Did you know that a high court judge recently ruled that banks were mis-selling something called PPI?
Not only that, but they also ordered the banks to pay back every single penny that they had received from PPI phony policies, which is why millions of people in the UK are now scrambling to reclaim the PPI money which is rightfully theirs.
One way to find out exactly how much you could be owed, is to visit a PPI claims company on the internet and make good use of a ppi calculator so you can decide whether or not this is something worth pursuing for yourself.
So just what exactly is PPI? Well, PPI stands for payment protection insurance, which is something that is supposed to offer you protection if you were unable to keep up with repayments on a loan, mortgage or credit card, due to loss or earnings or poor health.
Unfortunately, the vast majority of these policies were complete duds, which is why the banks are now having to cough up all of that money which they basically stole.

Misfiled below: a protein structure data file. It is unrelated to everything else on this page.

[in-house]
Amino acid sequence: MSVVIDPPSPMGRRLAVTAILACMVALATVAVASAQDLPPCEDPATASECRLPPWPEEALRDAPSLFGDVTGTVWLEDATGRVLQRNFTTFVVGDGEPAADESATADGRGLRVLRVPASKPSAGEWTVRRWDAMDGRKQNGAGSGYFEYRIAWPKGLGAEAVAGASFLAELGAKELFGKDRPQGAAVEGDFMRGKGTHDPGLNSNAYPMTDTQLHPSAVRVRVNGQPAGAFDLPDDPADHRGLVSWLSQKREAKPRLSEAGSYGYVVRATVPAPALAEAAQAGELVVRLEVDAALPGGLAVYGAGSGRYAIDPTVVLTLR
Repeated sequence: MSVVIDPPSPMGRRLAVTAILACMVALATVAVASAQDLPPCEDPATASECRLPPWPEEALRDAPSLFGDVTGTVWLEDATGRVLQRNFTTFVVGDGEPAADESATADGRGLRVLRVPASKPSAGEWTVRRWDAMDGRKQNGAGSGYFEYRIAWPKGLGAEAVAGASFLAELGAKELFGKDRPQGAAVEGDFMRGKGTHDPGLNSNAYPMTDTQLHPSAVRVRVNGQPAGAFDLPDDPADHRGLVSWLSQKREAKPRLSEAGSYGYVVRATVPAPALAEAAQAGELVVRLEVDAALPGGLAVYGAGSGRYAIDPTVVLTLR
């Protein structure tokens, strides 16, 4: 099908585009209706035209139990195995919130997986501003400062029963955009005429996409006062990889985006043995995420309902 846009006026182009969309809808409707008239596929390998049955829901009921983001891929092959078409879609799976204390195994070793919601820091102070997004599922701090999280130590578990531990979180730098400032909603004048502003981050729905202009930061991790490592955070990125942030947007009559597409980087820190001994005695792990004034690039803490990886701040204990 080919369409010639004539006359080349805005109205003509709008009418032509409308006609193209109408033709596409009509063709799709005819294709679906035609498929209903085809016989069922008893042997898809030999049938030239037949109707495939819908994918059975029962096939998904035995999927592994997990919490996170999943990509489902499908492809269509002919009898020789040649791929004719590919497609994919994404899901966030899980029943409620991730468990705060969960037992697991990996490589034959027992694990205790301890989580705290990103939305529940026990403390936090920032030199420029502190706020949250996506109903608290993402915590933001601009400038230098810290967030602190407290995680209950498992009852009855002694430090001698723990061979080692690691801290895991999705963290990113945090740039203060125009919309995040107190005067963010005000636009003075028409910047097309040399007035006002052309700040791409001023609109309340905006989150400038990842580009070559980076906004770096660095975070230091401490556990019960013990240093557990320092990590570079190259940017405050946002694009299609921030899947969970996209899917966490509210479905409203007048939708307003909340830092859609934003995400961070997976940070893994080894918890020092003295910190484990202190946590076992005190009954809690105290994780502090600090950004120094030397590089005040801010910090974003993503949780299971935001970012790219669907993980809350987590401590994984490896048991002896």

How to find out if you have PPI
The easiest way to find out if you were ever sold PPI, is to have a look through the paperwork and documents that you were sent when you first took out the loan. If there is any mention of PPI, then there is a good chance that you have a case and are owed some money.
How to reclaim PPI when you have a case
You basically have two options when you are planning on reclaiming PPI. The first option is to contact the bank by yourself, by writing them a letter stating that you would like to get your money back.
There are many letter templates available on various websites, so use one of these if you don’t know what to say.
The main disadvantage of taking this course of action is that it can be time consuming. Many banks don’t give up easily, and you can end up going back and forth with them through letters for many months.
The second option is to use the services of a PPI claims company, who will contact the banks on your behalf to get the money. Obviously, this is a good route to take when you don’t have the time to communicate with banks yourself, or if you just don’t feel comfortable doing it alone.